Religion and Republic

I want to continue the discussion I started last Tuesday on the subject of religion and republic. However, in light of the events of yesterday with the death of Usama Bin Ladin it seems appropriate to steer my thoughts in the direction of that event.

It seems safe to say that the Christian response to Bin Ladin’s death has been varied. Some have – indiscriminately, in my opinion – celebrated the death of Bin Ladin. Others, quoting various Old Testament texts, make remarks along the lines of “I’m glad the threat is gone, but I don’t know that I can rejoice in his death”. Like most issues political in nature, this can quickly polarize. I hope my words will bring some clarity rather than aiding extremism.

Last night I was reading portion’s of George Eldon Ladd’s book The Presence of the Future (1974). After exploring and reflecting upon biblical eschatology he makes a concluding remark that I found helpful in this discussion. He writes, ” the reign of God in the lives of his people must be concerned with the total man and with the conquest of evil in whatever form it manifests itself.”[1] As members of the Kingdom of God Christians understand the work done to resist evil in this world. Additionally, Ladd is saying that Christians ought to be people who oppose evil in all of its present forms.

American citizens who happen to be Christians can be thankful that the U.S. Government is one that is concerned with opposing evil. However, the response of Christians to the work of the state can, often, become far too cozy. Mark Noll argues this convincingly in his well-known book The Scandal of the Evangelical Mind (1994). Carl Trueman reminds Christians that “the gospel cannot and must not be identified with partisan political posturing.”[2] The faulty thinking of earlier generations of evangelicals is still alive and well in modern fundamentalism and evangelicalism. The ideas of republicanism and Christianity seemed very similar. Thus, these earlier generations concluded, the Republic has the same goals and values as the Church. This, in part, is the reason for so many Christians crying out against secularism in matters of the state because, in their eyes, America is a “Christian nation”. I am convinced that such similarity does not equal complementarity. Just because the republic “looks” and “sounds” Christian in principle does not mean that it is.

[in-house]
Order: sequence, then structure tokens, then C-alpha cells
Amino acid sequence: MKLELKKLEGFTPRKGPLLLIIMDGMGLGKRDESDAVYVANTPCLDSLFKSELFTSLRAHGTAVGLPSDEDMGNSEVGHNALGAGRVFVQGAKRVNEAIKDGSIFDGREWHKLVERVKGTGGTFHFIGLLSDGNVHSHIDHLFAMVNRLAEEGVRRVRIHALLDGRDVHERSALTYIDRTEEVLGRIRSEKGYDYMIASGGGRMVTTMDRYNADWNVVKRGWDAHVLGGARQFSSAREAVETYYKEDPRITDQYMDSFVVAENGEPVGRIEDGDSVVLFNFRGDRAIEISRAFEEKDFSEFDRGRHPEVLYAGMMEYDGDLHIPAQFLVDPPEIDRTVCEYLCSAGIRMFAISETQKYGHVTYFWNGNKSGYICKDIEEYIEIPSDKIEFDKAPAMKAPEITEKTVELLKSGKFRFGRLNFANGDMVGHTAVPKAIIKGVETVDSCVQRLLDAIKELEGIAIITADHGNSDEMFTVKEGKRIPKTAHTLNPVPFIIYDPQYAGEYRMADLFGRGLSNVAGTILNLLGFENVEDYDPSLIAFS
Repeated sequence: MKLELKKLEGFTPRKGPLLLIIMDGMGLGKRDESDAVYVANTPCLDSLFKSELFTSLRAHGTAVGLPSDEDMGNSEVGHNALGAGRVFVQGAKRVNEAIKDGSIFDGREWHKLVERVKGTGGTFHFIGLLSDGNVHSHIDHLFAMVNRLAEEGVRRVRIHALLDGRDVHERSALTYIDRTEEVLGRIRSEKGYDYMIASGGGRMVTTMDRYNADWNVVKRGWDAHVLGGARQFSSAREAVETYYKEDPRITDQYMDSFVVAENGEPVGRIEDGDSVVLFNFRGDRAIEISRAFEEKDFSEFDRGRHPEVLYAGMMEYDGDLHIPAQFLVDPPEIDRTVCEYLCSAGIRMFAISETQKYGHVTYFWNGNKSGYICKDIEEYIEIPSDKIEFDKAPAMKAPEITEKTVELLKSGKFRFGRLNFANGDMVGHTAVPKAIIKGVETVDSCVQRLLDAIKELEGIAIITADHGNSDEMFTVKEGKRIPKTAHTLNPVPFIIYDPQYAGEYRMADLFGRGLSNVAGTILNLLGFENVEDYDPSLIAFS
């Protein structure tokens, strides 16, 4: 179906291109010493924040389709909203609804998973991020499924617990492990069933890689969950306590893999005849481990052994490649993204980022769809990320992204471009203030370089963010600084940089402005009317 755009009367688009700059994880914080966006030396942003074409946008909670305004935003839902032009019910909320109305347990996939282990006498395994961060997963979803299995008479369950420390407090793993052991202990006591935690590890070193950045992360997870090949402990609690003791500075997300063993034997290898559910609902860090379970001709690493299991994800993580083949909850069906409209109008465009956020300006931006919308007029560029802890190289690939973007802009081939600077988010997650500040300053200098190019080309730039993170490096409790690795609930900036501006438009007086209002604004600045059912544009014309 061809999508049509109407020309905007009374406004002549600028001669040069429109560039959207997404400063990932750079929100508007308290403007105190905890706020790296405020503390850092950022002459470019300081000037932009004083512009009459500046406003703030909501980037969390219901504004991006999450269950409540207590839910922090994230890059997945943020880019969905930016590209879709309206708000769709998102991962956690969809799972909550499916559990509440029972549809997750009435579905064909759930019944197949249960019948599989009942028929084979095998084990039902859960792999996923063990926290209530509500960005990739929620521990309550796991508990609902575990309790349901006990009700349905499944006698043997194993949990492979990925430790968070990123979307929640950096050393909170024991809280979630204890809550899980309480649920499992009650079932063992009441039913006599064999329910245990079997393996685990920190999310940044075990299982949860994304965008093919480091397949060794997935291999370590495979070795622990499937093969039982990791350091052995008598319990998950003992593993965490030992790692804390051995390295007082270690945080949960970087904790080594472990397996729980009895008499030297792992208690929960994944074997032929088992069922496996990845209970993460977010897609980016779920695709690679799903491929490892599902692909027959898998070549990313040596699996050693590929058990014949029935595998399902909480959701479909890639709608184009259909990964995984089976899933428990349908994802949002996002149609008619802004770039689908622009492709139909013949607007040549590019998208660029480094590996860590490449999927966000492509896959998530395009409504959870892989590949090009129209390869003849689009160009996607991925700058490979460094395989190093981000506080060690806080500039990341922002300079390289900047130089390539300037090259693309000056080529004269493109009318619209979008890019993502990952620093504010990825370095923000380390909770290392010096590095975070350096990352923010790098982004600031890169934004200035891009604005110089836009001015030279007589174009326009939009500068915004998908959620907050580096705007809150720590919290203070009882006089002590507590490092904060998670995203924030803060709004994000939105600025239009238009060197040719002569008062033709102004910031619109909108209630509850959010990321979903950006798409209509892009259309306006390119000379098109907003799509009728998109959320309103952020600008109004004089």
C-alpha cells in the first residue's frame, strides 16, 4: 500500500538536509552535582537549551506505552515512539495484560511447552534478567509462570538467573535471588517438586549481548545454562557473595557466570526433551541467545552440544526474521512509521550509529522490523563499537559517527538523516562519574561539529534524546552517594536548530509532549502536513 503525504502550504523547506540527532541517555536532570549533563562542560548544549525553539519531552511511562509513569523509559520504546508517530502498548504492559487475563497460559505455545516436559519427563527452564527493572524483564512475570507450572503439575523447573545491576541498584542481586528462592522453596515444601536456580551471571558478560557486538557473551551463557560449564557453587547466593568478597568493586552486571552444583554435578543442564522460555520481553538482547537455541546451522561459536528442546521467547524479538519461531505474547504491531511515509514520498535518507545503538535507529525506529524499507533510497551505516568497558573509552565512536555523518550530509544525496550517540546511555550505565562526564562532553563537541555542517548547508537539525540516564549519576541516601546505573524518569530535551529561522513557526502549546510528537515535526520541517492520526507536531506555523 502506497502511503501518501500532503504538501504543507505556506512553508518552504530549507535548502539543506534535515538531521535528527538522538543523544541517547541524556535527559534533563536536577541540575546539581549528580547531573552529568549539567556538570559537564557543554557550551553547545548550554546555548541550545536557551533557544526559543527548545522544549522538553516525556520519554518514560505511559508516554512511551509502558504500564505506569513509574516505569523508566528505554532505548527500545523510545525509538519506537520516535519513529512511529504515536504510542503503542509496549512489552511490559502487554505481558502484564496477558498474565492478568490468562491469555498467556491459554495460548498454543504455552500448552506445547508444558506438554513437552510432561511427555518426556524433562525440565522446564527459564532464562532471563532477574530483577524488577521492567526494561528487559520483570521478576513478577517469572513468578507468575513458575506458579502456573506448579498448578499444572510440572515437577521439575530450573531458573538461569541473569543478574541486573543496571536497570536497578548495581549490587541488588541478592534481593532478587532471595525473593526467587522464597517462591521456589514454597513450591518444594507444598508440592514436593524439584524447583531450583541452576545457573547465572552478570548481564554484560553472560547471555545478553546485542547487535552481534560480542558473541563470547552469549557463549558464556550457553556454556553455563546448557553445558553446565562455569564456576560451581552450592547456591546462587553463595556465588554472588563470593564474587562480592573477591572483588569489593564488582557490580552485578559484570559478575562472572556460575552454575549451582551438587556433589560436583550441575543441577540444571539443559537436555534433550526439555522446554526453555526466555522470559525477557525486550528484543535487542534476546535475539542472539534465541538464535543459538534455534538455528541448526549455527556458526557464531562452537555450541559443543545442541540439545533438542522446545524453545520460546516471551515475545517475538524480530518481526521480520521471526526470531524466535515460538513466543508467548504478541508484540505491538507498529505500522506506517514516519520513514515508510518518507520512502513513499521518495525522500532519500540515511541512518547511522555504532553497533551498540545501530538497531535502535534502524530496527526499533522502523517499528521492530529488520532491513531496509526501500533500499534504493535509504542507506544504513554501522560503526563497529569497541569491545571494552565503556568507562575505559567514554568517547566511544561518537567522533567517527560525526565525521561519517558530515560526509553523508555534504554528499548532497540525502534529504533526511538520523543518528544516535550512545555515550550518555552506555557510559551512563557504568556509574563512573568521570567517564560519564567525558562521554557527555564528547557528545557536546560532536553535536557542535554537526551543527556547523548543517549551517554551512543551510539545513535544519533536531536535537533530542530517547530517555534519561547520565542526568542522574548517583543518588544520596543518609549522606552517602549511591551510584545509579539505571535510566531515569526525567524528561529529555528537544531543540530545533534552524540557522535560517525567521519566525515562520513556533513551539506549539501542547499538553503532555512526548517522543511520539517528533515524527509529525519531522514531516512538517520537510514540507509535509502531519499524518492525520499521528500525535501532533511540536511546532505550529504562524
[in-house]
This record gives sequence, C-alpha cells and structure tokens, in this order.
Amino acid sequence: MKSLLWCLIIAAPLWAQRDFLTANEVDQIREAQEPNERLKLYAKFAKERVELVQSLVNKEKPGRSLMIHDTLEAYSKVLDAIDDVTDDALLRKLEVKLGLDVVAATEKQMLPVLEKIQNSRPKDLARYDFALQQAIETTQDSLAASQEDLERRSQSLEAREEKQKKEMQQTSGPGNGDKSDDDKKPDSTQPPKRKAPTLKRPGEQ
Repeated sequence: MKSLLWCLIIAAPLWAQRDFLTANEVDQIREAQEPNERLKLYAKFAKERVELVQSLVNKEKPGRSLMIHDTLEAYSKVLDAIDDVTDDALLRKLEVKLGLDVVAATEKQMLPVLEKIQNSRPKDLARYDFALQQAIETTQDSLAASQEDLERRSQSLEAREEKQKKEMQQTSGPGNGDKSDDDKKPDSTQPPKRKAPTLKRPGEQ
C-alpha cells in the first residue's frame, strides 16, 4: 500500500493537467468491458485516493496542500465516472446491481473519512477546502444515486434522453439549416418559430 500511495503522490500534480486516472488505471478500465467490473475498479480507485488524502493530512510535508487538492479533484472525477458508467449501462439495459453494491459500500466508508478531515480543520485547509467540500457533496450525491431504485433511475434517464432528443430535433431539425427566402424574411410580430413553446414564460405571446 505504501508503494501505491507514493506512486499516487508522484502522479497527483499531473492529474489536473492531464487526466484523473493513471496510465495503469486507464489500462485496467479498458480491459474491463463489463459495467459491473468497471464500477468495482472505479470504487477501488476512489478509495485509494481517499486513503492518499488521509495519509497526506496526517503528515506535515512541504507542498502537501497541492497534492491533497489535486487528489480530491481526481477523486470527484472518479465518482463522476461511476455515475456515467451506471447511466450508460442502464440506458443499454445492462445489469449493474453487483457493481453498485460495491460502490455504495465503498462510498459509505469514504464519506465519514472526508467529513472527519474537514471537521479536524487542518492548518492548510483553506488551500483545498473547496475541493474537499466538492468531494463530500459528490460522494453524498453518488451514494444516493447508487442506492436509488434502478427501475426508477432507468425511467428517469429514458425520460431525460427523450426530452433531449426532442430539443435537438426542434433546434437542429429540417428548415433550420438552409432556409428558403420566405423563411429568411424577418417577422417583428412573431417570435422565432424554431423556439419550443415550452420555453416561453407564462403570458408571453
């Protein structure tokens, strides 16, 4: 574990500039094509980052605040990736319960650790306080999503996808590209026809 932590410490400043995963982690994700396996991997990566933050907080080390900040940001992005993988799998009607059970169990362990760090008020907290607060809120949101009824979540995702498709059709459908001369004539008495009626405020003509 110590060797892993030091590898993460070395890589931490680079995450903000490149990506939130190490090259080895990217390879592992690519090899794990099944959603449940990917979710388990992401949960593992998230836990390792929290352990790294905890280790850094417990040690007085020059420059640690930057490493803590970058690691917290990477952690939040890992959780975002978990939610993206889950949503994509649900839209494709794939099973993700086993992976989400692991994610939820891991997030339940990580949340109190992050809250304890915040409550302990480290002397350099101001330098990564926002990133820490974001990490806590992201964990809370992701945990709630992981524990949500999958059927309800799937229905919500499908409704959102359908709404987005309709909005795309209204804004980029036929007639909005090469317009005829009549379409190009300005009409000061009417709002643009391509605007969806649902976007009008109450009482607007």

This is not to say that Christians should not be concerned with matters of state. So Francis Beckwith,

“Today, citizenship, especially in liberal democracies, carries with it a greater array of rights and responsibilities than the apostle Paul ever had. Thus, if St. Paul saw nothing tawdry or un-Christian about employing his Roman citizenship, and the rights and powers that accompanied it, in order to protect the gospel and to remedy a wrong, then Christians ought to take their own citizenship just as seriously when the proper time and circumstance requires them to avail themselves of its powers.”[3]

Christians should use their American citizenship for good purposes. However, this does not mean that the goals of the state are the goals of the church and vice versa.

All that was just said is prefatory for the following remarks. As an American citizen I can find comfort in knowing that the state is one that exercises its God-given authority to judge those who do evil in the world (Romans 13). As a Christian, however, I do find sadness in the death of Bin Ladin. The sadness comes from the fact that he has died in unrepentance. I cannot accept the idea that any Christian can fully rejoice in the death of any person. The thought of any person now facing the eternal wrath of God in Hell is heart-breaking. A greater justice would have been served if Bin Ladin had been converted to Christ. That would be news worthy of rejoicing.

These are subjects worthy of Christian reflection. I hope that these thoughts will prove valuable contributions to Christian conversation on matters of religion and republic.

[1] George Eldon Ladd The Presence of the Future. (Grand Rapids, MI: Eerdman’s Publishing Co., 1974), 304.
[2] Carl Trueman Republocrat. (Philipsburg, NJ: P&R Publishing, 2010), xx.
[3]  Francis J. Beckwith. Politics for Christians: Statecraft as Soulcraft. (Downer’s Grove, IL: InterVarsity Press, 2010), 75.
Posted in Bible, Politics, Theology

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